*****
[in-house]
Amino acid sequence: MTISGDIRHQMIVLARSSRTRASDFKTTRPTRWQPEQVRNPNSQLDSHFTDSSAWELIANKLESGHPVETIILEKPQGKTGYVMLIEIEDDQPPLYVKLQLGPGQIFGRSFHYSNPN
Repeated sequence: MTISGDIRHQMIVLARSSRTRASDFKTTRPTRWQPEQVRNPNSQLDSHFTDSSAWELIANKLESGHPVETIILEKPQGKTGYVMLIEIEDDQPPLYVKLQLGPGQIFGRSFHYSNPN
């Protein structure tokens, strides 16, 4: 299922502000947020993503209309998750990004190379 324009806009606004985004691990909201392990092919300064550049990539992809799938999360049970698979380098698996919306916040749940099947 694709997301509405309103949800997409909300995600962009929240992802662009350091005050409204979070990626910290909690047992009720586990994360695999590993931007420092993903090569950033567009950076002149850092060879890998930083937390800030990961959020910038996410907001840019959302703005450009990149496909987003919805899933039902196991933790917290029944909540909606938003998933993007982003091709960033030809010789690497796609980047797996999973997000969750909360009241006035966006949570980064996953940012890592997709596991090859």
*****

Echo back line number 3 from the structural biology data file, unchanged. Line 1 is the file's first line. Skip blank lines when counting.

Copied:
Repeated sequence: MTISGDIRHQMIVLARSSRTRASDFKTTRPTRWQPEQVRNPNSQLDSHFTDSSAWELIANKLESGHPVETIILEKPQGKTGYVMLIEIEDDQPPLYVKLQLGPGQIFGRSFHYSNPN